A dancer at Club Rai, located in the old Red October Chocolate Factory. All photos by Ruslan Sukhushin
It’s 2 a.m.
on a Saturday and there is a procession of BMWs and rickety Russian cars
leading to the site of an old chocolate factory, once renowned for its rivers
of chocolate and mouth-watering fragrance wafting over the riverfront
neighborhood. These days, the chocolate factory is one of Moscow’s most
Dionysian of clubs, a study in crass opulence, what one club blogger called
“the nightmare of a 7-year-old boy who ate too much candy and fell asleep.”
Girls, in heels designed for better pavements, get out of taxis and head toward the red brick building. To a paradise of sorts. Some say that Rai, which means Paradise in Russian, is not Moscow’s hottest club anymore, but you wouldn’t know it from the long line of hopefuls standing outside waiting to be let in on this Saturday night.
Entrance is free, but that doesn’t mean just anyone can get in. In its unparalleled celebration of excess, Rai is still the face of Moscow clubdom. It is also emblematic for its face control, which is now part of the Russian vernacular (feis kontrol). Entry depends on one man at the door. Moscow has turned feis kontrol into performance art.
Yet some night owls suggest the oversized glamour clubs, with their chronic techno beats, are becoming a tad passe. At the very least, they have some earthy competition. A vast range of clubs have debuted nearby since Rai opened its doors, even after the financial crisis of 2008. Many cater to entry-level professionals who can’t afford Rai’s VIP couches, or students looking for an alternative venue.
Vladimir Face Control
A beautiful young girl comes up to Rai and stares doe-eyed at a man called Vladimir, Vladimir wouldn’t give his last name, saying that he could be referred to simply as “Vladimir Face Control.”
Cars wait outside the Strelka club in central Moscow.
“Can you let me and my friend in,” one girl asked Vladimir plaintively. “I want
to go to the VIP area.”
“You can come in, but you have to book a table,” Vladimir said. Tables cost a minumum of 50,000 rubles ($1,824).
“Our feet are tired,” she moans, knowing that if you are not in the VIP area, there is nowhere to sit down in the club.
“Show me your friend. Maybe I won’t like her,” said Vladimir, explaining in a few brutal words the concept of face control.
Her friend, sheathed in a leopard-skin top, passes muster and they enter the Rai temple, which resembles a mad grotto with elephant heads coming out of the wall. Pretty girls and rich men are still the cynical mainstay for these high-end clubs. Yet a stone’s throw away, another club caters to an entirely different clientele. Rolling Stone Bar and Tattoo appears to be part college pub, part fashion rocker bar. It still has face control, but the contrast between the two clubs so close to each other is enormous. The main gimmick is that those who drink too much may well end up in the tattoo parlor.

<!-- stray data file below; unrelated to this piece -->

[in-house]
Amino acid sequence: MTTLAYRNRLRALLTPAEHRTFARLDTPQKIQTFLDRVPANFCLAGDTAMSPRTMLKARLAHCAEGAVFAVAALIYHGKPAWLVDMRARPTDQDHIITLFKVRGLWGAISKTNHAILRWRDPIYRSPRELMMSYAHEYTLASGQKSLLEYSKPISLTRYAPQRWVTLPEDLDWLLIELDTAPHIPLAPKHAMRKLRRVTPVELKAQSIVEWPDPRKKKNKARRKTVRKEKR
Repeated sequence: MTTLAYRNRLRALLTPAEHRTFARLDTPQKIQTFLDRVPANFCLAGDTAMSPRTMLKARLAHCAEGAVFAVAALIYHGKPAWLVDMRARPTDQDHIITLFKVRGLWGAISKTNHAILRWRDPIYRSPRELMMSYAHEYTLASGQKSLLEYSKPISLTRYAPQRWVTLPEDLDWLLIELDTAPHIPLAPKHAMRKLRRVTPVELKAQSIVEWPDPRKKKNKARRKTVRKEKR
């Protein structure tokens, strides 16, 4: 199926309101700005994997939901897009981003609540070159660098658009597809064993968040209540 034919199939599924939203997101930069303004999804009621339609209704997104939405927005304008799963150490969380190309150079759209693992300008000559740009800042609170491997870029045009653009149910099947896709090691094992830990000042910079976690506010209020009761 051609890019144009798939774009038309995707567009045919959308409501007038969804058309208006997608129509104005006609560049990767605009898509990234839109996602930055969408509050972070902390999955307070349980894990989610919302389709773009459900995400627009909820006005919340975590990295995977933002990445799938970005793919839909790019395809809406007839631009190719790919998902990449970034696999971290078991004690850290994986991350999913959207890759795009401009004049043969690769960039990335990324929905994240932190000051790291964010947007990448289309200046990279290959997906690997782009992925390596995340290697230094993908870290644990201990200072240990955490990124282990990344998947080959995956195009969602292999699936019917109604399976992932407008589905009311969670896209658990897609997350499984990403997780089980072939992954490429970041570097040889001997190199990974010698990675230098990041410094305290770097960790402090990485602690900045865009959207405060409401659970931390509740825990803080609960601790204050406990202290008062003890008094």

The financial crisis of 2008 scuppered plans to turn the chocolate factory into a “million dollar mile.” Luxury lofts were shelved, and instead it has become Moscow’s most thriving nightlife area.
At first, clubs closed down during the crisis. But soon, real estate moguls saw new opportunity for their failing developments — party caverns. “Prices are lower, but real estate is cheaper and new [clubs] are opening up,” said Rolling Stone’s face control man Fillip Alexeev, who says he gets a staggering $8,000 a month for his grueling two-day week.
“It’s a dangerous job,” he said. “I get death threats, people say that they will wait for me after work. The security escorts me home after work.”
Guests at Club Rai
His advice on getting in? “You have to look good, have an intelligent face.”
For some, that’s too much pressure. They head over to Mayak, a bar linked to the Mayakovsky Theater. Friday nights is a raucous dance night in a place that has been adopted by journalists, actors and artists. Anyone who doesn’t dance when on the dance floor can expect to get shouted at by the owner.
Some of these places, called “demokratichniye,” or democratic, are not wildly expensive, but they still have face control. And i f you can’t get past face control on looks and charm alone, it seems to be increasingly difficult to buy your way in.
A few hours before closing, Vladimir is surveying the applicants for Rai, some hopeful, some arrogantly expectant. Two young guys with watches that look too heavy for a wrist come up to the second gate.
When told that access is denied, one said, “I have known the club owner for years, do you know who my father is?” The other, Adam, rubbed his fingers together in the global sign for money and asked, “Can we solve this in a Chekhovian way.” The euphemism is odd, but Vladimir understood the gesture. He refused the bribe.
It is now 6 a.m., and nearly all of Moscow’s clubs have closed. The party moves to Krisha Mira, or Roof of the World. Atop an abandoned factory, the club looks onto the Moscow financial center, called Moscow City. Some revelers cannot say goodbye, even when it costs $16-20 for a Cuba libre. Partygoers finally stumble outside to the waiting taxis, the girls’ heels in their hands. They pour into cars as the unforgiving sun rises.
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